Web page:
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  1. Mystery solved. Limited number of medals each numbered 1-200.
  2. Modern is in the eye of the beholder or possibly location. The modern sovereign is noted as those start were minted started in 1817. When your history goes back to 1489, modern can mean something different. No rumble and no jungle. Float like a butterfly - sting like a …
  3. Coins of England & the United Kingdom, Pre-Decimal Issues Coins of England & the United Kingdom, Decimal Issues Coins of Scotland, Ireland and the Islands, including Anglo-Gallic Coins As of 16th April 2024 Sovereign Rarities Ltd, London, UK, has acquired the above three publications from Spink & Son Ltd, who in turn acquired the publications in 1997 from B. A. Seaby Ltd. B A Seaby had originally produced a more basic one volume catalogue dating from the late 1920s, expanding to Scottish and Irish later on. The splitting of the decimal and pre-decimal denominations was a more recent innovation of the last decade as the modern issue era became more expansive and continues to grow under King Charles III. The new release of the pre-decimal and decimal catalogues remains a highly anticipated annual event in the worldwide numismatic calendar, as British coins are so internationally collected in the modern era. The acquisition by Sovereign Rarities Ltd will see the next edition for 2025 produced under their branding for the first time and Managing Director Ian Goldbart commented: ‘We are delighted to have acquired the three titles, which we intend to continue to produce in the coming years. In one form or another, Coins of England has been issued for almost 100 years. Having first acquired a copy, when I started collecting in 1976, to this day, the book remains a staple part of my numismatic diet.'
  4. Nice try, but no cigar. No tri-colored ribbon for the pin and bars. Years 1912 and 1913, conventions were held, but this member either did not attend or did not purchase a bar for those years. De Profundis may have been made popular by Oscar Wilde, but it is much better known in other circles. As for the metal and links, well that’s another story. As for the meaning of the number 14, that has not been confirmed yet - but it was not the mintage. ANA President Zerbe, at the time, was the driving force behind the ANA convention medals. By the way, the first convention was held in 1891.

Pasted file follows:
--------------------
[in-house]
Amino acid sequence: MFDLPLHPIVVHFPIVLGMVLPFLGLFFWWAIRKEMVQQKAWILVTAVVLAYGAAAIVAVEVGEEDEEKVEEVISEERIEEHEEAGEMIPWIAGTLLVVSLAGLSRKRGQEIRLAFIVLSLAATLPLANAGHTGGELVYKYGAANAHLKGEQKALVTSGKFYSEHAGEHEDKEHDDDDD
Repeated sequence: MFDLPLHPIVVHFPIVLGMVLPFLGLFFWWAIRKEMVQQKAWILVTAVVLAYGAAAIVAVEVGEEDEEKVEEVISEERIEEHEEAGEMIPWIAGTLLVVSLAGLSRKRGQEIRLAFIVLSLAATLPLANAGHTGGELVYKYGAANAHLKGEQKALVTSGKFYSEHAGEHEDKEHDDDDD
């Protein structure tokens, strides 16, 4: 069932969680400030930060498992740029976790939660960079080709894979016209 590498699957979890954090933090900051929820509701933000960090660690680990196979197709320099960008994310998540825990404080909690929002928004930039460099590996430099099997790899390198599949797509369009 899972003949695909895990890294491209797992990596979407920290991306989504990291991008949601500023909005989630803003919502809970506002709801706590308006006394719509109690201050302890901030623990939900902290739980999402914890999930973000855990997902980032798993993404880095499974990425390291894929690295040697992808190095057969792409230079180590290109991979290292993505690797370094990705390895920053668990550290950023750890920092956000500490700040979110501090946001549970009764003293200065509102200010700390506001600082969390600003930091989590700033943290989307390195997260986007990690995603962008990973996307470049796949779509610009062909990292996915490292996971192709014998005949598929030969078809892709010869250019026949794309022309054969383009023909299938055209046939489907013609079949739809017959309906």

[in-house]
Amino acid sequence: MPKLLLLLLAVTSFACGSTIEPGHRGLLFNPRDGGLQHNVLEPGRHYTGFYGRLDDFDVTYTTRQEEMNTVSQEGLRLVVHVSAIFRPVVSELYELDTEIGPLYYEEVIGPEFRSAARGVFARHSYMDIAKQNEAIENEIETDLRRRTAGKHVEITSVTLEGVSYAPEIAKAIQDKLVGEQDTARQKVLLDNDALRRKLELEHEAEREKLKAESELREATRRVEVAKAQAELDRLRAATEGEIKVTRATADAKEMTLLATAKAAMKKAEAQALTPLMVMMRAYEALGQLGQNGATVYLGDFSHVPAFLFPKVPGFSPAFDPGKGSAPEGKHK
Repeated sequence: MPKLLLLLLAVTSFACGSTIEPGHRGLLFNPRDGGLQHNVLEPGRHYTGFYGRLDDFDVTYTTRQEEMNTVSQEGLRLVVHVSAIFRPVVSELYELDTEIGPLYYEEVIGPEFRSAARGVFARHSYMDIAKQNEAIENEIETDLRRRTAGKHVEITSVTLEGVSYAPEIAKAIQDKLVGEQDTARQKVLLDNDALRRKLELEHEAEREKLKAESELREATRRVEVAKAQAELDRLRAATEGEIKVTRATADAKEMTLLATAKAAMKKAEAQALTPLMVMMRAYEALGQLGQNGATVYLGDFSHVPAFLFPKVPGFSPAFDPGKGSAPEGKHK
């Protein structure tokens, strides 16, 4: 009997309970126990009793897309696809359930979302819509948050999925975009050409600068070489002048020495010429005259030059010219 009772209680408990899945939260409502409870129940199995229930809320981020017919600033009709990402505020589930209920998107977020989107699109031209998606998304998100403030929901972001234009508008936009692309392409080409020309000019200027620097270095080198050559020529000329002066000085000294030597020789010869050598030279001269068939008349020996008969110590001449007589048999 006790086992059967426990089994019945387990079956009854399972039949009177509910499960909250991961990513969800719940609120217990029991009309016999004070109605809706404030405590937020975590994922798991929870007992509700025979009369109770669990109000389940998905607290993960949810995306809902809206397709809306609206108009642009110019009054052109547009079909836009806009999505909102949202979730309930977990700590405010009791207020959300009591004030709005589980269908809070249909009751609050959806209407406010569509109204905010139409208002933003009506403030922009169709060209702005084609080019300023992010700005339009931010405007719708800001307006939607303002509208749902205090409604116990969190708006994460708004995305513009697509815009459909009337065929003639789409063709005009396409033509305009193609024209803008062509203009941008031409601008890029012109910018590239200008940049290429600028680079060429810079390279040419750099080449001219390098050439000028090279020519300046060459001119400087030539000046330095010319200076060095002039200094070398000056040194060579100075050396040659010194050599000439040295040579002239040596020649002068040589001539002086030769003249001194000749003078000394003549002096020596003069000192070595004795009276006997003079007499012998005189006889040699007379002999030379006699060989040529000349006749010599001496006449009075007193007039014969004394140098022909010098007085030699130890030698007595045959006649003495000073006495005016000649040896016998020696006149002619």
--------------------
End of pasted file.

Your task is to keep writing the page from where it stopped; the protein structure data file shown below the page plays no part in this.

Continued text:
5. I wasn’t sure how much interest there would be in early ANA convention pin and bars. I put a bid in and forgot about it. Needless to say, I did not win it, but have a question about the number on the back of the medal? What is the significance of it? There are also markers marks which I find interesting. anyone know what the number 14 on the back of the medal represents? 14th attendee? missed my chance on this one.
  6. I-65 to I#80 to the Tristate (294). Lots of traffic, but doable.
  7. Both courses sound very interesting. Never heard of the scholarship.
  8. It would be nice for forum members to show some of their numismatic club or society tokens/medals and describe any meaning or symbolism to/on them.
  9. Yep that’s it. I have the book on it written in both Polish and English. The 80 is coming up at auction soon. Have a million to spare?
  10. I would also assume double eagles as gold dollars would be a feat in itself. Here’s a bit more from the Melbourne records: In 1925 large shipments of gold from America arrived and the Melbourne Mint was authorised to pay for imported gold in sovereigns.
  11. Good luck with the surgery. Too bad about Rosemont,